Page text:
That was in the era of Jackie Collins, when things in that vein were best sellers. It was all vulgar language, bad behavior, and trashy sex.  I turned off completely. I couldn’t relate to those characters and I didn’t see why anyone in their right mind would want to.

But I’m a firm believer of the mind is what the eye reads just as the body is what the mouth consumes.

Parochial school?

Popular Science, and The Journal of Developmental Psychology.

So that’s when I began reading history, autobiography, and ever more exotic foreign classics most of which had been translated in the Victorian era, or in the 1960s, but were generally composed in the 12th – 18th century.

So I guess there was always that  “out of synch with the times” way of looking at the world and using language floating around in your head?

Totally. Which is why, when it came to writing the Sarsfield series for FAB, I opted for a contemporary setting, but characters from slightly out of synch places such as Lampeter (Wales), Prince Edward Island (Canada), and rural Virginia, who were living slightly out of synch lives — as bush doctors, tall ship captains, or 200- year-old CEOs the victim of early scientific experimentation gone horribly wrong.

I could never do true fantasy writing. I’m not a fantasy writer. The genre has no appeal for me. For me a story has to be ground in 99% reality. I can appreciate when other author do fantasy and pull out all the stops. But, it’s not me.

Any advice for young writers?

As once was said by a pastor friend, “If you can do anything else in life, do it.”  I think that’s the best advice you can give.  If you aren’t passionate about it, don’t do it.  If you lie awake thinking about it, might as well give in now.

Write what you want to write about.  Don’t try to be someone else, or write in someone else’s style.  It’s okay to admire someone one, to love their work.  But be yourself, always. Love what you write about. Write it in your own way, in your own voice.  Be authentic.

My final piece of advice would be don’t be a jerk.  Your writing has to fit in around lawn mowing, oil changes, vacumming, diapers, taking your elderly friend to the  market, baby sitting your cousin’s stepbrother, walking the dog . . . and probably going to work. You really can write a great book in 15 minutes increments, while doing laundry, if you have to.

Or, maybe just women can do that.  Not sure.  I probably shouldn’t have said that. I’ve never been a man. Can you edit that out?

Sure. Any other advice?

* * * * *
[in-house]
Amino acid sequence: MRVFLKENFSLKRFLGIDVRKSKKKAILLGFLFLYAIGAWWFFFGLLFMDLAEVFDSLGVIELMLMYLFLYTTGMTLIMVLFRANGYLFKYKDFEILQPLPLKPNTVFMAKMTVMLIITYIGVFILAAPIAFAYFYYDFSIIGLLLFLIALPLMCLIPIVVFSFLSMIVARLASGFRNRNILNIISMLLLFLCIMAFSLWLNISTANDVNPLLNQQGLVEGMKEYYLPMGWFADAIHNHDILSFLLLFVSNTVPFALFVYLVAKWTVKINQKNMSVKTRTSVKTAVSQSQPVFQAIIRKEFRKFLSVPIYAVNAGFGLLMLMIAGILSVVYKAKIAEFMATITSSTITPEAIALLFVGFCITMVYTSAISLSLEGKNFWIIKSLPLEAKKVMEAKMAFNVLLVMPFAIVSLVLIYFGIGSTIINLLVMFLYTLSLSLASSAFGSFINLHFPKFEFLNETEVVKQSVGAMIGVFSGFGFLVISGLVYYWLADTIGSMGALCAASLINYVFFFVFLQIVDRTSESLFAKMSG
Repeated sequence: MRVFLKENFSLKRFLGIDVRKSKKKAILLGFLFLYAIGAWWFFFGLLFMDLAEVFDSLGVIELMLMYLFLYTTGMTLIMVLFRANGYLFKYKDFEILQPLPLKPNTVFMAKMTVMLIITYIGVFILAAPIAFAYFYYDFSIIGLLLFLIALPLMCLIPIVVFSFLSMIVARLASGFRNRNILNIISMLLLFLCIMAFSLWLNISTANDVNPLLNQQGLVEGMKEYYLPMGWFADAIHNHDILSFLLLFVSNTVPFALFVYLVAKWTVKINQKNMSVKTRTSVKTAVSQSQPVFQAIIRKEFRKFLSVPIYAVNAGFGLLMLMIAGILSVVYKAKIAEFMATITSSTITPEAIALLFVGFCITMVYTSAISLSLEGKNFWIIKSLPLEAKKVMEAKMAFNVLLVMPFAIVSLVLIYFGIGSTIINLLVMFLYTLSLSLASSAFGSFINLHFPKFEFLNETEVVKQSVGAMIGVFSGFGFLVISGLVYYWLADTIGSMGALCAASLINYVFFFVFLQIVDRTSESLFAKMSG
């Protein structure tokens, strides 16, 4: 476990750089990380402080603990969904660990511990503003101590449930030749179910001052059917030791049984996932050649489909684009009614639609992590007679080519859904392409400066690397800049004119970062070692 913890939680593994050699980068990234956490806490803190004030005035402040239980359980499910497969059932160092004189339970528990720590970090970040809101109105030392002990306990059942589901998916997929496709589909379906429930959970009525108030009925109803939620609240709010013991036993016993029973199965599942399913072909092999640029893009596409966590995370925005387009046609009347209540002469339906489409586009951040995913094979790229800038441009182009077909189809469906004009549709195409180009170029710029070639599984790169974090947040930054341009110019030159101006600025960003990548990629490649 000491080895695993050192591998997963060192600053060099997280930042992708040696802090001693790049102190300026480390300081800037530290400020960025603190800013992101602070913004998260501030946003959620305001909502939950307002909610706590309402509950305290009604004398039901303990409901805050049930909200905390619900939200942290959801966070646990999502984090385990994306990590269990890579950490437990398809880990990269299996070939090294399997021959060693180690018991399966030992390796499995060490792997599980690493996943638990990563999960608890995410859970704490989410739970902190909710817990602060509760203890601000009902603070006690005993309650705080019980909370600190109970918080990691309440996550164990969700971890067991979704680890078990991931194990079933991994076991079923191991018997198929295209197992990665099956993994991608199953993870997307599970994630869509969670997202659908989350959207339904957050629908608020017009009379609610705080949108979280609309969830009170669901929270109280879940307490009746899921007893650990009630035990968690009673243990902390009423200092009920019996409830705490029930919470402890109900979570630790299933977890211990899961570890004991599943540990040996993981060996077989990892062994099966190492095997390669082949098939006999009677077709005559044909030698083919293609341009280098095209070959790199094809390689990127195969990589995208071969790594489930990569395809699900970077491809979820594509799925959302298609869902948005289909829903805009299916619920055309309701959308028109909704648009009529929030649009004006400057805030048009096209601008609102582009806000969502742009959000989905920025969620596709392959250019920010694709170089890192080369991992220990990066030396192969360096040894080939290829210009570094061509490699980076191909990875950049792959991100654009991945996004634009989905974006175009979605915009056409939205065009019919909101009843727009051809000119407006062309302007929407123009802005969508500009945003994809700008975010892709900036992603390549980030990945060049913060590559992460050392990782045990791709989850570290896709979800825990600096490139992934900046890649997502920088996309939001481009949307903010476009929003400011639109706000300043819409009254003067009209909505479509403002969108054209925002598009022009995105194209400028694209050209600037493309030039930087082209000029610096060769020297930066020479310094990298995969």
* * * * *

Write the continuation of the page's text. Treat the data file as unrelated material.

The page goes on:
1. Do have a Facebook, Twitter, blog and website if you can manage it. At least have a website where you present yourself as an author. and LinkdIn could help too.
  2. Don’t be afraid to ask people you respect for opinions about your work. But accept that strangers will comment, and listen to what they say. You won’t know most people that read your book (hopefully).
  3. Always be polite and open minded toward copy editors, but don’t give in if you think you’re right. Copy editors are exist to help you, and can make a read difference to your work, but it’s your voice that matters, not theirs.
  4. Do send out query letters to publishers if you can’t find an agent to take you.  Or if you don’t want an agent. A lot of writers are going free agent these days. Stay open to the simple twists of fate in life and the changes going on in the world.
  5. Don’t quit writing if  your marriage goes bad. Or your car breaks down. Or you get a new job. Or you develop an incurable illness. Or. . . [insert excuse here]. But if writing is causing your marriage to go bad, or your paying job to suffer . . . .
  6. Always print out hardcopy proofs and have them proofread by at least 3 friends that were English majors before you send out your manuscript to a publisher that liked your query. Proofreaders are vital.
  7. Do remember that self-published authors are authors and do make money. Setting up your own publishing company isn’t that hard. Making it successful . . . that’s another story.
  8. Don’t accept bad cover art. Cover art is marketing. It’s best left to marketing people. Think of your reader when you see /design cover art. Make marketing explain every choice on the cover to you, from color to graphic, to font, to placement of blurb. If they can’t explain why every detail is the way it is, they’re not good at their job, in which case go with your gut reaction.
  9. Always stay true to who you are. That is: it’s ok to say no, or I need a break, or that’s morally comfortable for me. Editors, marketing people, fans, etc, will respect you for being honest.
  10. Finally, be respectful to readers.  People are paying money they worked hard for to buy your book and spending hours of their life they’ll never get back reading your book. Appreciate that, even if they don’t. Make your words worth reading.

Um . . . so we’ve been on you about Commandment 1 for two years now . . .

Really? You want to go there, again? After I took a complete chance on FAB when I could have published anywhere, under my own name, and sold millions of copies by now?

After I’ve written 6 books for FAB and spent two years letting FAB work all its production kinks without a single complaint — including when you put Prince Edwards Island on the back of the last cover blurb!?

And  you bring this up? While I’m still working through the final edit of book 6? I mean . . . Really?  That’s what you want to say to me, you little . . . .

[author storms out, reisling in hand, slamming the door behind her]

And I think we’ll close there! Hope you’ve all learned something. If not, come back next week (Weds, July 27) when we kick off a month-long inspirational/practical series on writing, publishing, getting published, and so forth.